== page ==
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Machining School needs your knowledge and guidance.

Start kids on the Haas simulators, then the TL2 and Mini mills. Then level them up to maybe a Doosan LEO etc to get them used to FANUC. Everything is Fanuc. Haas is fanuc based anyways.
How many students do you have? Next, what are these companies willing to pay....

Also, you mention operators. They don't need to program. They just load parts. Tons of companies say "need programming ability" then they and up using students as organic auto loaders. No training needed. And those jobs are rapidly disappearing as companies automate. Generally companies need very few actual programmers
We hope to train more than parts loaders. Operating and programming both CNC Mill and Lathe. We also teach manual skills, shop math, safety and solidworks with mastercam.
Sir, Could you direct me to the thread you mentioned? I am interested in your e-book. Thank you
joe Parker
Here is sinha's thread, a lot of happy comments there, you may want to watch it for updates...

I think a good mill first project might be write a program for a vise made as the base, a traveling jaw with a in the bottom key, and as a lathe project the vise screw with handle..
Ok programs could mill/turn the parts of wood, aluminum or steel , and assemble for a nice keepsake.
trak machine tools can be programmed with CAM dependent on control. the newer ones for sure I have posted out of solidcam and fusion 360.
All the trak machines I have used can run G code. You have to save your programs as a .GCD and the way they apply G41 and G42 at least on the mills is different than most other controls. It applies cutter comp before the G41 line rather than during it and G40 cancels it after the event rather than during the G40 line.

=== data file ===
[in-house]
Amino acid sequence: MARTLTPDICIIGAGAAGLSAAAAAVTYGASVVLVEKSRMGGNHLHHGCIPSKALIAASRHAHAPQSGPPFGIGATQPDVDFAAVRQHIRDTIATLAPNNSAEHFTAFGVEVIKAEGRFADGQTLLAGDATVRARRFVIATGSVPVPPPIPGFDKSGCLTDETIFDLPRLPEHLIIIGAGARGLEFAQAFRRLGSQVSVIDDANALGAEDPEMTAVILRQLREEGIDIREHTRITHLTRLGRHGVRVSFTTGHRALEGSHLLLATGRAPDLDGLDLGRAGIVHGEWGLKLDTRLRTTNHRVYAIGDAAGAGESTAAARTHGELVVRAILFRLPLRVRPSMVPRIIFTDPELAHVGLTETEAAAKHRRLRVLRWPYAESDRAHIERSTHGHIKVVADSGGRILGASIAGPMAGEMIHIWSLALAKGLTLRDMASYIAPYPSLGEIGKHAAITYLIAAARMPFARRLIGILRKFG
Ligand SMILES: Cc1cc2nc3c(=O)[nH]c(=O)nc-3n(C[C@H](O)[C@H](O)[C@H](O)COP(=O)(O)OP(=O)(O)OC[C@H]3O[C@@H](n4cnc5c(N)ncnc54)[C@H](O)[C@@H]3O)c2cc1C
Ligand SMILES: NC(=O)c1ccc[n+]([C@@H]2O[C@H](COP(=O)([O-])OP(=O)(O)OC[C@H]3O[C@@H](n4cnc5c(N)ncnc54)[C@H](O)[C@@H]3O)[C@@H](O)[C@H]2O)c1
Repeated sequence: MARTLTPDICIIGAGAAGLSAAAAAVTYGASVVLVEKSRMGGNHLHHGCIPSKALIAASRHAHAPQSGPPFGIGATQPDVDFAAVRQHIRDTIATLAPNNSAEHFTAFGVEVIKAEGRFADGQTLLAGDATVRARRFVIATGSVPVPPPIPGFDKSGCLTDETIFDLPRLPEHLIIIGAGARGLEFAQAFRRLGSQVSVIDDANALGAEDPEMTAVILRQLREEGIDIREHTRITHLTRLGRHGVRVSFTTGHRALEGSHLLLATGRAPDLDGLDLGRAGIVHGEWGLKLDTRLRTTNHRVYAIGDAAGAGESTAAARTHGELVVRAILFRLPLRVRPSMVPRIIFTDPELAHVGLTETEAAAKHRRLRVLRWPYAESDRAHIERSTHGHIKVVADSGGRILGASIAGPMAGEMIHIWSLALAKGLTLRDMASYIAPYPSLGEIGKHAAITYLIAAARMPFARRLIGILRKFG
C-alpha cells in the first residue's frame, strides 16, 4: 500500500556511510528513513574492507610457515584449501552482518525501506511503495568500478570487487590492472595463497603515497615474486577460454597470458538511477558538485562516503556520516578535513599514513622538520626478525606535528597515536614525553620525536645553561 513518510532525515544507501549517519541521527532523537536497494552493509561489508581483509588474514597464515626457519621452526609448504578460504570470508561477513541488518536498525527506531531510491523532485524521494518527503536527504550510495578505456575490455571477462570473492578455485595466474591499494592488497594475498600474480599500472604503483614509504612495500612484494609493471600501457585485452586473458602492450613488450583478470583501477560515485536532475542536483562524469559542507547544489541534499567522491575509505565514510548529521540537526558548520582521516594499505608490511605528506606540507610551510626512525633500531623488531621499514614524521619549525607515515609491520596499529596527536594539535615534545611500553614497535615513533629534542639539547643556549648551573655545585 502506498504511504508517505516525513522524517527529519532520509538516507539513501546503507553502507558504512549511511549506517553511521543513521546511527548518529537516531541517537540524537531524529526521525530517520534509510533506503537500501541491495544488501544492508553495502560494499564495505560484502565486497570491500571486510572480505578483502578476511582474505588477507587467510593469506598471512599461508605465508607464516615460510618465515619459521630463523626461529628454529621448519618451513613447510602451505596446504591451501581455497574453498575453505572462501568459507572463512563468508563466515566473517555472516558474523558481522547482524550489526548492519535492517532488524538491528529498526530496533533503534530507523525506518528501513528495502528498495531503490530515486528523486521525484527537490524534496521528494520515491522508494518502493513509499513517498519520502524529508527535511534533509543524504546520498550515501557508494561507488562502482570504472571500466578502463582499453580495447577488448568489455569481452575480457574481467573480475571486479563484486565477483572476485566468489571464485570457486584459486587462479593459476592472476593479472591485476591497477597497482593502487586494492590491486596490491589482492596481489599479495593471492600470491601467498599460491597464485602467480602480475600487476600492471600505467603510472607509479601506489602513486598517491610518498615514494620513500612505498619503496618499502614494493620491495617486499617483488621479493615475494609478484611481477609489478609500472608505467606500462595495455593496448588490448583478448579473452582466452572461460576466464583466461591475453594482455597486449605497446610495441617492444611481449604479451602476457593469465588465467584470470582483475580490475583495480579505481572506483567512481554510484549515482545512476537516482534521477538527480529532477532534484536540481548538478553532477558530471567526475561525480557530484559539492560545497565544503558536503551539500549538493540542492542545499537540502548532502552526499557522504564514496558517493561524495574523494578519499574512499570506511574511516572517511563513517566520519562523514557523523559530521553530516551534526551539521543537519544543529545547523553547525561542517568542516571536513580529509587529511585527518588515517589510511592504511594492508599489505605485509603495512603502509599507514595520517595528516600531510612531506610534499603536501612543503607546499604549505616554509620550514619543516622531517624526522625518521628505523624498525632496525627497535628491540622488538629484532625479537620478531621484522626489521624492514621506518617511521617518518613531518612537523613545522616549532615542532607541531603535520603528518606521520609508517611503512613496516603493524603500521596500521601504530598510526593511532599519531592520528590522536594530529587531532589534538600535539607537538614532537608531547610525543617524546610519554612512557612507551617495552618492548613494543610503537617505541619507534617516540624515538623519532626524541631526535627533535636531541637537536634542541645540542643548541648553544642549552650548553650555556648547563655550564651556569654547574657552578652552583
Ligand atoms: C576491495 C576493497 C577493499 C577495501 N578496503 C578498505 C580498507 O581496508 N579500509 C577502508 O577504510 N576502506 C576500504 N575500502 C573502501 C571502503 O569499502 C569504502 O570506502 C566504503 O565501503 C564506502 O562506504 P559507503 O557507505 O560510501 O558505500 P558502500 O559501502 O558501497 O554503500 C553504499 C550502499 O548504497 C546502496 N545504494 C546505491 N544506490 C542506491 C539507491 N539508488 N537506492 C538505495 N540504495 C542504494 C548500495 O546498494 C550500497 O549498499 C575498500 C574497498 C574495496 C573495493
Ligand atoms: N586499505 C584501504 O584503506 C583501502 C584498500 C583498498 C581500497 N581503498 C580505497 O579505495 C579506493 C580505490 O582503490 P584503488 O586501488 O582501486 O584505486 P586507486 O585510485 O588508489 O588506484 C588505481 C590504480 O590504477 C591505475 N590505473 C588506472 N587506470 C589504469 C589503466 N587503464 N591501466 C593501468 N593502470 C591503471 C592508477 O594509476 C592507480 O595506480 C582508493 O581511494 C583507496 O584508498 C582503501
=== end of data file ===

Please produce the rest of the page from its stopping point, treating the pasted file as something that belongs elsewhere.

look at page 140 (145 according to the PDF software)
Here is a different way for students to understand code, one that I have had apprentices do. Give them a simple program and have them make a cad drawing from it.
This is a wonderful idea.
If a large number of students are to be evaluated, this will take much less time.
Here is sinha's thread, a lot of happy comments there, you may want to watch it for updates...

Thank you for recommendation.

It may sound a bit arrogant, but if you are not reading my books, you are missing something, especially if you are new in the trade. In fact, even if you are experienced, you will quite possibly find something new in my books which are the outcome of my 25-year experience in this area.
Smid's books are also good, but my books are better for newer i-series controls. Read both and find out yourself. Moreover, I am available for discussion, in case there is any confusion.
And, my books are available for throw-away pricess, in case you missed free downloads. Even paperback prices are unbelievable -- 13 USD for a 400-page book.
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Avoid teaching something or using equipment just because "you" are familiar with it. Follow industry trends. Just because you may like Heidenhain and hate Fanuc that is not a good reason to avoid the latter. In my case we started out with Anvil software and used it for both drafting and machining. I thought it was great, true 3D and ran on a 386 PC. But in our region, Autocad training was what employers wanted. We eventually switched to a combination of Catia and Autocad, both of which have been good for our students. When I last worked at the school, we were using Catia machinist for CNC programs. (I Thought once again that it was great as tool paths were automatically updated with model geometry modification, but I NEVER see Catia machinist mentioned on this forum). Since then the school has switched to Master cam which I believe is a far better choice. They used Gibbscam for a short time before going with Mastercam. And for basic manual machine shop training, having identical machines makes life easier for the instructor rather than the random mix of machines that i started with.